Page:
Created in partnership with Colleen Hungerford Real Estate.
Mavens, are you looking for your next lucrative investment? Look no further than your own home.
Investing in your home has many benefits beyond having your dream kitchen or walk-in closets, Carmel-based realtor and Indy Maven partner Colleen Hungerford said. For starters, looking at your home as an investment can help to build generational wealth and secure financial independence that you otherwise wouldn’t achieve through a regular 9-5 job.
“If you’re thinking about building wealth over time, wealth doesn’t [just] mean cash in the bank,” Hungerford said. “It means that you have access or availability to different assets and income sources, so your house becomes a way to accumulate wealth.”
Investing in your home may seem a little daunting at first, but Hungerford said it doesn’t have to be. She’s offering some of her sage advice in “Building Wealth Through Real Estate: A Workshop with Colleen Hungerford” at Maven Space on Oct. 26 where she will walk attendees through the basics.
The workshop will help people gain an understanding of investing in real estate, important terms, tools, resources and tips to help you start building your dream life. Whether you’re in your 20s or 80s, Hungerford wants you to know anyone can do it, and here’s how:
The best time to think about investing in your home is right now — yesterday even, Hungerford said. Owning a home over time creates equity in the home — which is the difference between the value of your home and how much you owe on a mortgage. Hungerford said there are several different ways you can access that money.
“There are always special circumstances, but in general, even incrementally, even fractionally, every single day that you own your home or a property, you are making money on that property,” Hungerford said.
So, technically anytime you purchase real estate you are investing.
Pay attention to location
The location of your home or investment property will always be the most important aspect, Hungerford said. Of course, the criteria of the location will differ between your own home and a potential investment property, but the location will always be what creates the most value and equity in the home.
“Because you can change your home; you can knock it down and build a new one,” Hungerford added. “But you’re never going to be able to change the location.”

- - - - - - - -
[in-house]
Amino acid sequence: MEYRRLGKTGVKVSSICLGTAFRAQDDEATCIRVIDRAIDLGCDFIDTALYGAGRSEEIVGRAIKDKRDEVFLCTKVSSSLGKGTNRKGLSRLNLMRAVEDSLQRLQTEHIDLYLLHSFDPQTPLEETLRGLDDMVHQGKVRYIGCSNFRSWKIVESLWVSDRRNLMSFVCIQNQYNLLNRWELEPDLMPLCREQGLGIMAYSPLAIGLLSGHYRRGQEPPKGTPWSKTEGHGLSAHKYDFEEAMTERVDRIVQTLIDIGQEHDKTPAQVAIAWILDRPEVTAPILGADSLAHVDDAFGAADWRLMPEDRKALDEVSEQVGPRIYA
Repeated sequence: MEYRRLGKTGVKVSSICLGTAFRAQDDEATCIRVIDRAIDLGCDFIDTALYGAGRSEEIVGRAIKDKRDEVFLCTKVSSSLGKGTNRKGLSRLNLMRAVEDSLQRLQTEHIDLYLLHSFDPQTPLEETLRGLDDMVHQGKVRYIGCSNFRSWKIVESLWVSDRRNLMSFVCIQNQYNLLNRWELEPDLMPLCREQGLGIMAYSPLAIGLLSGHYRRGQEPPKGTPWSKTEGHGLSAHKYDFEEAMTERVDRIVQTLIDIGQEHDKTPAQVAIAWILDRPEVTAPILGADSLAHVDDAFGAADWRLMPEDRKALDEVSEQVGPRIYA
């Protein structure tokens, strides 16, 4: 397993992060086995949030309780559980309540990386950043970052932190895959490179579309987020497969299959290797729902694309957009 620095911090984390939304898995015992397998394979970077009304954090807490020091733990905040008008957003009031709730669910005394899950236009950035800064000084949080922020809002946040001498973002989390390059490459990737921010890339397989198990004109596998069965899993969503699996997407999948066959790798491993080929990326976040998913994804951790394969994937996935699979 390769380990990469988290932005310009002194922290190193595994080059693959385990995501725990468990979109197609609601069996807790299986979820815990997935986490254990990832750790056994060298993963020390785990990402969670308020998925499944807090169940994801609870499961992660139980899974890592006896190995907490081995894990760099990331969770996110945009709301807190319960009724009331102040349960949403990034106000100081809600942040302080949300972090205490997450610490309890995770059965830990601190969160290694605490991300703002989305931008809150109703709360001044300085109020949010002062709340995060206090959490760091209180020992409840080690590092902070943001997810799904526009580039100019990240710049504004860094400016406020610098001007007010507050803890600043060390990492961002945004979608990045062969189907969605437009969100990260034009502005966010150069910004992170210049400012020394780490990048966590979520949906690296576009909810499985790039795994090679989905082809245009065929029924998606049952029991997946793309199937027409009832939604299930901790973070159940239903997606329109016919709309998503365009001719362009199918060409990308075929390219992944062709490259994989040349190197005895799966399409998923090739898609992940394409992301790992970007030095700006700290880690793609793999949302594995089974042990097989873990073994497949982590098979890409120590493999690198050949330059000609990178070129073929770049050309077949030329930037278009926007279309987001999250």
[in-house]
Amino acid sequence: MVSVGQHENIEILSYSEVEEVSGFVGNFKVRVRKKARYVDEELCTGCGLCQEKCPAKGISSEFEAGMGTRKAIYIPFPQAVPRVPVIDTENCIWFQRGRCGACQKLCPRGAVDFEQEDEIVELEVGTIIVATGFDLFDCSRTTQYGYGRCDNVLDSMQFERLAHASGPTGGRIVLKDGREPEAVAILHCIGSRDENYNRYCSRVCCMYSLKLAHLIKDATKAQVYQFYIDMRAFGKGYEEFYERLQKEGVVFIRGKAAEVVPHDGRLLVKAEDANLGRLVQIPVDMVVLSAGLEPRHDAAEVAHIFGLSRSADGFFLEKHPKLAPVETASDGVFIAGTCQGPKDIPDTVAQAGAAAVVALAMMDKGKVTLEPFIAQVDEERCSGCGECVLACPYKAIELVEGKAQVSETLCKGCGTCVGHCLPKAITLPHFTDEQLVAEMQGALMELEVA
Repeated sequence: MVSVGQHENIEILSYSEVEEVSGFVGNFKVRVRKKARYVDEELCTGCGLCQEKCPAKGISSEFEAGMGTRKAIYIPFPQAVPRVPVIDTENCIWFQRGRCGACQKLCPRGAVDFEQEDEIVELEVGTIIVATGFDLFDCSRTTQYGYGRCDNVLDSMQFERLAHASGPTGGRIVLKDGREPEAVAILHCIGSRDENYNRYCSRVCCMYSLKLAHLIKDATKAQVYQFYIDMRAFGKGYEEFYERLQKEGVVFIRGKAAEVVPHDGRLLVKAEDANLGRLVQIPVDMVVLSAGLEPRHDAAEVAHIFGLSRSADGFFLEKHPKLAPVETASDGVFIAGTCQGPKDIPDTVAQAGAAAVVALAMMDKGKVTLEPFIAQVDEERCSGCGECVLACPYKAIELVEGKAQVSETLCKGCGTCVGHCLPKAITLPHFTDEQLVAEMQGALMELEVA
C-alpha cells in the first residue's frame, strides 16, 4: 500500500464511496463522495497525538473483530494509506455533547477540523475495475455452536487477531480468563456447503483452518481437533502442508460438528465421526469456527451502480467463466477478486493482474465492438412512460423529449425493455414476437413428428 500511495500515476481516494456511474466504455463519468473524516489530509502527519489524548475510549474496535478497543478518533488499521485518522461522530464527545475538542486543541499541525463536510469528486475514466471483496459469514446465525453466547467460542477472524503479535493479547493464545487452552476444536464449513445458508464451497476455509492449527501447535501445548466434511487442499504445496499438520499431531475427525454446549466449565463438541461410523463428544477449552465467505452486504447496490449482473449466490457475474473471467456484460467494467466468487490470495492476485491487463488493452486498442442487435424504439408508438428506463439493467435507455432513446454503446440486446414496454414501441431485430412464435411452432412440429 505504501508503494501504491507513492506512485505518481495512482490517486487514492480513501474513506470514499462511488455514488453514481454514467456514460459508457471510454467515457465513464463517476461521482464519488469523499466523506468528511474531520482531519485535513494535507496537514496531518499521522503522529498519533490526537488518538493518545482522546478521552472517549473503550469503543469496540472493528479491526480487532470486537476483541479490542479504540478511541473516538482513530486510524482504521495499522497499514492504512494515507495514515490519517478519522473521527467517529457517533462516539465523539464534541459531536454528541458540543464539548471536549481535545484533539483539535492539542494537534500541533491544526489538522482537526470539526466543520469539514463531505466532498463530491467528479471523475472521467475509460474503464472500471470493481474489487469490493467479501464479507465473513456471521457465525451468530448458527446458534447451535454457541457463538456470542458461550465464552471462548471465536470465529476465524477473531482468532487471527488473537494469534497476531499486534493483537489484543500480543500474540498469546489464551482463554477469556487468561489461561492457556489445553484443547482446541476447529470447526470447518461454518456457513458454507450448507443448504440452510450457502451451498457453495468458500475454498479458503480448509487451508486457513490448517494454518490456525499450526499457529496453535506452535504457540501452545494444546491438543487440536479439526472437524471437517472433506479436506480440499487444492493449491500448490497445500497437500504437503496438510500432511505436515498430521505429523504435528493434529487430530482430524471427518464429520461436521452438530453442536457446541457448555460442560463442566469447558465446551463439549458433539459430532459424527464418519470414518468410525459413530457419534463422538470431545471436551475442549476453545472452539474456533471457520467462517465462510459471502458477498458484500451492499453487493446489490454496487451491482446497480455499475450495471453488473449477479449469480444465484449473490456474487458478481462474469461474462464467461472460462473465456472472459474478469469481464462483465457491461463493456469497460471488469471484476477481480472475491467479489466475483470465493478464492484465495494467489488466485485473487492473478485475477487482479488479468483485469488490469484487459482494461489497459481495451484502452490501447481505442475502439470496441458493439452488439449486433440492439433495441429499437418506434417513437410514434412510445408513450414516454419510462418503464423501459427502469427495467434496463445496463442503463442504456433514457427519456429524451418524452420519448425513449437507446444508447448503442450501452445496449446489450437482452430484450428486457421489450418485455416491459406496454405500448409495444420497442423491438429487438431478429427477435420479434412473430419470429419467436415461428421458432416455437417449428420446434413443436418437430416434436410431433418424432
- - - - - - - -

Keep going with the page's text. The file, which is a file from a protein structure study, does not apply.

The simplest way is to take out a loan — yes, like a mortgage loan for your primary residence.
Or, if you have built a lot of equity in your home, Hungerford said you can pull the money out of your house through a cash-out refinance.
“You refinance your home, and you pull out the cash value of the equity of your home at some percentage, and you can use that money to buy an investment property,” Hungerford said. “Or you can get what is called a Home Equity Line of Credit … and you can use that money to take the money from your home and use that to buy an investment property.”
Of course, there are more advanced methods, such as OPM (Other People’s Money) and Seller refinancing. Hungerford will break down all the ways to finance during her workshop.
Bring in partners
Having a partner to go halfsies on an investment property can be an amazing option, Hungerford said, but it will be dependent on your relationship with the person and the agreement you have in place.
“It’s definitely a way to bring less money to the table when you are starting,” she said. “It’s just important to make sure that all the terms are very clear and that you have some sort of contract with that person — like a legal contract, not like a handshake – so that there is an understanding of how profits are going to be split, who’s maintaining the property, who’s responsible if, you know, the air conditioning goes out.”
Take advantage of LOC and HELOC
Picture this: You buy a home, and you get a Home Equity Line of Credit. Let’s say that amount is $100,000 (sounds nice, right?). Now let’s say you use that $100,000 to pay for your kid’s school or buy a car or buy an investment property. That $100,000 is — for all intents and purposes — income, but it is not taxed by the government as income, Hungerford said.
“What a lot of wealthy people will do is they’ll use these lines of credit as ‘income,’ as how they pay for things,” Hungerford said. “Then they’re not paying taxes on that quote unquote ‘income.’”
It is all perfectly legal, but always check with your tax advisors, she said.
Keep trying, you got this!
A large part of real estate and investing is learning and trying and failing and having the right mindset to continue, she said. It is accessible to anybody; you just have to figure out how to do it.
“What I want to make sure that we’re talking about is not gatekeeping these things and letting people know that there are options,” Hungerford said. “This is why it’s important to invest in real estate when it feels like it’s hard or it feels like it’s impossible, or even why it’s important to buy a home as soon as you can.”
“Building Wealth Through Real Estate: A Workshop with Colleen Hungerford,” takes place on Oct. 26 from 6-8 p.m. at Maven Space, 433 N. Capitol Ave., #100. Tickets are free for Mavens, $20 for non-members, and available on Eventbrite.
Chloe McGowan is a dedicated plant parent, herbal tea lover, avid soy candle burner, and a contributor for Indy Maven. Follow her on Twitter @chloe_mcgowanxx.